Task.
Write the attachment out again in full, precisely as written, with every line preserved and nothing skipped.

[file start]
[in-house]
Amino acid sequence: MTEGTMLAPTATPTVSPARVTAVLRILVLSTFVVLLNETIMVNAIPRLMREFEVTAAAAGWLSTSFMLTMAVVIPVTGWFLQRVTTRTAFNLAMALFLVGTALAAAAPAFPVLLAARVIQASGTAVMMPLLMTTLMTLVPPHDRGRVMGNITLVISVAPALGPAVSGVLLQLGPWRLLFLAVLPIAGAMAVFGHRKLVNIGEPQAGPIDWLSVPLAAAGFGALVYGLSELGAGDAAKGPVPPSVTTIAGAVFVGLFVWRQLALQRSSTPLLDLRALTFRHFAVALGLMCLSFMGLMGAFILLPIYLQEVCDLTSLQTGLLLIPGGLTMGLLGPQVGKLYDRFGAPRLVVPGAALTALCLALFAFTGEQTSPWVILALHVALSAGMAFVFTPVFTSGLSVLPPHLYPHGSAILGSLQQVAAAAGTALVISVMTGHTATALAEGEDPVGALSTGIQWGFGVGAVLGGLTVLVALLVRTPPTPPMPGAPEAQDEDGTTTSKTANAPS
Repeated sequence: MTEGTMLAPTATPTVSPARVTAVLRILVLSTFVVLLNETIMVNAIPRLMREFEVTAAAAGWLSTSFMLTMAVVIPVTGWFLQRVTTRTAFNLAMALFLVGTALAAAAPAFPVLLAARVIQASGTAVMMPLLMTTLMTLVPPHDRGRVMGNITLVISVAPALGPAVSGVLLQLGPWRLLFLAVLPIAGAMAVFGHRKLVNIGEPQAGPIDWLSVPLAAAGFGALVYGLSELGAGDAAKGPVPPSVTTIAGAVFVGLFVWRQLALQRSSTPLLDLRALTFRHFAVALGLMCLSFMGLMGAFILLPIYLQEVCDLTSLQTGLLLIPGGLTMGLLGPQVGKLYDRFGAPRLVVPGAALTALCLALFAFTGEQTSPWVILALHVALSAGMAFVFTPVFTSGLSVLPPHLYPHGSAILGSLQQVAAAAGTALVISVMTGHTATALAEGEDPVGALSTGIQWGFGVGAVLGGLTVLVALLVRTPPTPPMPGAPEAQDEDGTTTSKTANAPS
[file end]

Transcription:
[in-house]
Amino acid sequence: MTEGTMLAPTATPTVSPARVTAVLRILVLSTFVVLLNETIMVNAIPRLMREFEVTAAAAGWLSTSFMLTMAVVIPVTGWFLQRVTTRTAFNLAMALFLVGTALAAAAPAFPVLLAARVIQASGTAVMMPLLMTTLMTLVPPHDRGRVMGNITLVISVAPALGPAVSGVLLQLGPWRLLFLAVLPIAGAMAVFGHRKLVNIGEPQAGPIDWLSVPLAAAGFGALVYGLSELGAGDAAKGPVPPSVTTIAGAVFVGLFVWRQLALQRSSTPLLDLRALTFRHFAVALGLMCLSFMGLMGAFILLPIYLQEVCDLTSLQTGLLLIPGGLTMGLLGPQVGKLYDRFGAPRLVVPGAALTALCLALFAFTGEQTSPWVILALHVALSAGMAFVFTPVFTSGLSVLPPHLYPHGSAILGSLQQVAAAAGTALVISVMTGHTATALAEGEDPVGALSTGIQWGFGVGAVLGGLTVLVALLVRTPPTPPMPGAPEAQDEDGTTTSKTANAPS
Repeated sequence: MTEGTMLAPTATPTVSPARVTAVLRILVLSTFVVLLNETIMVNAIPRLMREFEVTAAAAGWLSTSFMLTMAVVIPVTGWFLQRVTTRTAFNLAMALFLVGTALAAAAPAFPVLLAARVIQASGTAVMMPLLMTTLMTLVPPHDRGRVMGNITLVISVAPALGPAVSGVLLQLGPWRLLFLAVLPIAGAMAVFGHRKLVNIGEPQAGPIDWLSVPLAAAGFGALVYGLSELGAGDAAKGPVPPSVTTIAGAVFVGLFVWRQLALQRSSTPLLDLRALTFRHFAVALGLMCLSFMGLMGAFILLPIYLQEVCDLTSLQTGLLLIPGGLTMGLLGPQVGKLYDRFGAPRLVVPGAALTALCLALFAFTGEQTSPWVILALHVALSAGMAFVFTPVFTSGLSVLPPHLYPHGSAILGSLQQVAAAAGTALVISVMTGHTATALAEGEDPVGALSTGIQWGFGVGAVLGGLTVLVALLVRTPPTPPMPGAPEAQDEDGTTTSKTANAPS